Nyzo version 493 (commit on GitHub) adds mechanisms for eliminating transactions that could be used to add many small accounts to the balance list.
This version does not affect the sentinel, as the sentinel does not process incoming transactions or score incoming blocks. However, it does affect the verifier significantly, and a timely upgrade to this version is recommended.
In Nyzo, a list of all accounts in the system is produced with every block, and the hash of this list is stored in the block. To limit this list to a reasonable size, this version adds some rules to filter out transactions that might be used to create many small accounts in the system. This is a temporary measure that will keep the system running smoothly and provide more time for community involvement and feedback for possible changes in transaction and account fees. The modifications in this build are all external to block and balance-list creation, so they do not introduce the compatibility issues or potential of a blockchain fork that such fee changes will inevitably introduce.
These changes do, however, present the possibility that blocks produced by earlier versions of the verifier might have inferior scores that could lead to removal of a verifier from the cycle. If such blocks were produced, the sentinel would protect such a verifier against removal, but for the overall health of the system, we recommend that all verifiers upgrade to this version as soon as possible.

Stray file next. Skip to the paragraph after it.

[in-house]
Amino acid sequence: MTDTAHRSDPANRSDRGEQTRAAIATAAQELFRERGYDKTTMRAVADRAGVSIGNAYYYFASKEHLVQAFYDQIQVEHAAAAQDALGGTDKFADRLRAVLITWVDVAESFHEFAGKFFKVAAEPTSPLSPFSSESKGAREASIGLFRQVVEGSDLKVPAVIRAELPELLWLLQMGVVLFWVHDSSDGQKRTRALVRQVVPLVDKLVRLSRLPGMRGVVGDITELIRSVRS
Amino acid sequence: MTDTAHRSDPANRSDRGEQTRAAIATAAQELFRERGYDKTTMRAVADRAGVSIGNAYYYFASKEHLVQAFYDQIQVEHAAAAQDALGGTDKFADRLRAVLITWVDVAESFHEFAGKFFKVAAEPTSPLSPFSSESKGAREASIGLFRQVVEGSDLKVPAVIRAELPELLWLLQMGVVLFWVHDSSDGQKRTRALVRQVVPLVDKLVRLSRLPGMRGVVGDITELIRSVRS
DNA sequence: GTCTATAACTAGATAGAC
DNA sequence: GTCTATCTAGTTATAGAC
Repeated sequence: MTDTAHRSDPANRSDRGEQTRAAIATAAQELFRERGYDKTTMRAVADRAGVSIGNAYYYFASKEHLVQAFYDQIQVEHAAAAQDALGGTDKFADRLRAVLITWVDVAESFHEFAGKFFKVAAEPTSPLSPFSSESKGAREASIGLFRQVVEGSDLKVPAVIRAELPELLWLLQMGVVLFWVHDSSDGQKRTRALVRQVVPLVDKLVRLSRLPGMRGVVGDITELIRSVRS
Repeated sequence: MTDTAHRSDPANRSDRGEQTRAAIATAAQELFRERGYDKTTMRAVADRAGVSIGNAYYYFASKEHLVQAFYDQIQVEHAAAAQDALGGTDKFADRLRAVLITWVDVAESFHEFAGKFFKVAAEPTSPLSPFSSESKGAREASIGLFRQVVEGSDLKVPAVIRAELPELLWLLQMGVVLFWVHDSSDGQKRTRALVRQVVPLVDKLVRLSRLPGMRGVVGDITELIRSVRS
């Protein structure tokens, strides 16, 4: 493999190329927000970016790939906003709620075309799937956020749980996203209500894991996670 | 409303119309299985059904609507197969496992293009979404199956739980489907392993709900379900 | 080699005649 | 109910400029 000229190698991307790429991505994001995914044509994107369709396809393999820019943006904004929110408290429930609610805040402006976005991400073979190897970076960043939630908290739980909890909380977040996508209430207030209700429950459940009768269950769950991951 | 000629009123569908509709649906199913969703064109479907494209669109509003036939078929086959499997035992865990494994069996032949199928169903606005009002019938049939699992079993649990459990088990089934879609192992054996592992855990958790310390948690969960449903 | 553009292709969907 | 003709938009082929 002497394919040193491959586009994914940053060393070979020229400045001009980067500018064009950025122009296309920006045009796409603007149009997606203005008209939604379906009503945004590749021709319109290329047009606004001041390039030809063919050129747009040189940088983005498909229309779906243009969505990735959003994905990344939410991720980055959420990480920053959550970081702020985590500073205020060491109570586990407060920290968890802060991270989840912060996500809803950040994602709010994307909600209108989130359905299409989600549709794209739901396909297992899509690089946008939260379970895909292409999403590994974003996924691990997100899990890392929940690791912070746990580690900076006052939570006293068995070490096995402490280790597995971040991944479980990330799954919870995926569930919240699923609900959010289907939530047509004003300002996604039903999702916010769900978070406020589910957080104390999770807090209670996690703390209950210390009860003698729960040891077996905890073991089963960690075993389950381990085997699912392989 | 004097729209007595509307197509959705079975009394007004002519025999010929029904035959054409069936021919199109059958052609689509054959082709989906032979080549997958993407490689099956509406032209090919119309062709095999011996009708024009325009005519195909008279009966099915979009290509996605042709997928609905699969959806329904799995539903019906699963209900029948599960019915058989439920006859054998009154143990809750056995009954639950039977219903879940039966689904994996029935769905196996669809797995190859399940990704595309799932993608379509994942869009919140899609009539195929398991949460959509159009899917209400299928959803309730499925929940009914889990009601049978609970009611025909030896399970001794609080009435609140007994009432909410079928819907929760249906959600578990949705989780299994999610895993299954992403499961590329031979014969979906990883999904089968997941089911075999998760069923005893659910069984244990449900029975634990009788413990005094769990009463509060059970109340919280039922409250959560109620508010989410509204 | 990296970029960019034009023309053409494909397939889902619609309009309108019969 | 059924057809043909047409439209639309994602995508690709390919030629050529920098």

In the BalanceManager class, a constant for minimumPreferredBalance was added. As the name indicates, this is not a hard minimum, and there are several ways that accounts with lower balances could be present in the system.
The core of this update is the transactionSpamsBalanceList() method of the BalanceManager class. This method identifies transactions could result in the creation of many small accounts from a small coin supply.
The two types of transactions identified by this method are direct, in which a new account would be created with a small balance, and indirect, in which a small balance would be left in an account. Only standard transactions are considered. While seed transactions could be used to quickly create a small account, all coins leaving the account would be in the form of account fees, so this is not an effective attack.
Outgoing transfers that leave a low-balance account are considered spam even when they go to an existing account. This is because the coins could be transferred to new accounts, transferred back to existing accounts, and then mostly reused (with a small loss to transaction fees and the small sum left in new accounts) to create additional accounts.
Comments in the code provide additional detail.
The transactionsWithoutBalanceListSpam() method filters transactions considered to be spam from a list of transactions. It is used for blocks produced locally.
The numberOfTransactionsSpammingBalanceList() method provides a count of transactions considered to be spam in a list of transactions. It is used when scoring blocks produced by other verifiers.
In the chainScore() method of the Block class, the number of spam transactions in an incoming block increases the score of that block. A penalty of 5 points is applied for each spam transaction present in the block, and this is applied to blocks produced by both new verifiers and existing verifiers.
The spamTransactionCount() method provides the number of spam transactions in a block. It makes a balance map of the previous block's balance list and invokes the BalanceManager.numberOfTransactionsSpammingBalanceList() method to determine the count.
In the performInitialValidation() method of the Transaction class, a warning has been added for transactions that might be spam. This does not affect the processing of the transaction; it is only a warning.
In the Verifier class, balance-list spam transactions are now filtered out just before creation of blocks.